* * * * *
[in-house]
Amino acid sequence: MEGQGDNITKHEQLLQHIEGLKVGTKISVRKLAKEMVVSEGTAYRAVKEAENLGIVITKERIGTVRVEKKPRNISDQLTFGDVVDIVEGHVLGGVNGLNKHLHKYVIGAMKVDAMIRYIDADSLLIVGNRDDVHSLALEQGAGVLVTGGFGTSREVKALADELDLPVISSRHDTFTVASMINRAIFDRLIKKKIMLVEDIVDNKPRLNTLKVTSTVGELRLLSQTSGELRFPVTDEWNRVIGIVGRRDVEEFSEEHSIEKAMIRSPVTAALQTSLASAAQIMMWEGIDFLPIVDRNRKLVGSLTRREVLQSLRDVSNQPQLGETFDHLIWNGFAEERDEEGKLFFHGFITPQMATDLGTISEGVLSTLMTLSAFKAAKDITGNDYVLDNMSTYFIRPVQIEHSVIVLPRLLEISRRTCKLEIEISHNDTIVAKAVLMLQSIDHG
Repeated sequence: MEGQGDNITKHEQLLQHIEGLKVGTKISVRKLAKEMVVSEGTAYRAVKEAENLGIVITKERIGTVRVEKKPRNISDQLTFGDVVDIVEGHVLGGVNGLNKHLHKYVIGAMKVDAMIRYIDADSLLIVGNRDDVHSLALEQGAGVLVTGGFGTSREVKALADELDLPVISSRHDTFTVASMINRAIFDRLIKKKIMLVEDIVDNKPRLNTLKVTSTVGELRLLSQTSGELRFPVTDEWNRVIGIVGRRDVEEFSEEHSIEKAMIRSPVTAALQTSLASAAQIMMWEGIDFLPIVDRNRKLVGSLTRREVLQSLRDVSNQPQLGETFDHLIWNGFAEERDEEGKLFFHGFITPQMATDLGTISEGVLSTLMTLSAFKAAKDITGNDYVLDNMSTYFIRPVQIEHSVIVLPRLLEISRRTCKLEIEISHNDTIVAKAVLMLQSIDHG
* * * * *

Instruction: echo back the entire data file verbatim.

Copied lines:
[in-house]
Amino acid sequence: MEGQGDNITKHEQLLQHIEGLKVGTKISVRKLAKEMVVSEGTAYRAVKEAENLGIVITKERIGTVRVEKKPRNISDQLTFGDVVDIVEGHVLGGVNGLNKHLHKYVIGAMKVDAMIRYIDADSLLIVGNRDDVHSLALEQGAGVLVTGGFGTSREVKALADELDLPVISSRHDTFTVASMINRAIFDRLIKKKIMLVEDIVDNKPRLNTLKVTSTVGELRLLSQTSGELRFPVTDEWNRVIGIVGRRDVEEFSEEHSIEKAMIRSPVTAALQTSLASAAQIMMWEGIDFLPIVDRNRKLVGSLTRREVLQSLRDVSNQPQLGETFDHLIWNGFAEERDEEGKLFFHGFITPQMATDLGTISEGVLSTLMTLSAFKAAKDITGNDYVLDNMSTYFIRPVQIEHSVIVLPRLLEISRRTCKLEIEISHNDTIVAKAVLMLQSIDHG
Repeated sequence: MEGQGDNITKHEQLLQHIEGLKVGTKISVRKLAKEMVVSEGTAYRAVKEAENLGIVITKERIGTVRVEKKPRNISDQLTFGDVVDIVEGHVLGGVNGLNKHLHKYVIGAMKVDAMIRYIDADSLLIVGNRDDVHSLALEQGAGVLVTGGFGTSREVKALADELDLPVISSRHDTFTVASMINRAIFDRLIKKKIMLVEDIVDNKPRLNTLKVTSTVGELRLLSQTSGELRFPVTDEWNRVIGIVGRRDVEEFSEEHSIEKAMIRSPVTAALQTSLASAAQIMMWEGIDFLPIVDRNRKLVGSLTRREVLQSLRDVSNQPQLGETFDHLIWNGFAEERDEEGKLFFHGFITPQMATDLGTISEGVLSTLMTLSAFKAAKDITGNDYVLDNMSTYFIRPVQIEHSVIVLPRLLEISRRTCKLEIEISHNDTIVAKAVLMLQSIDHG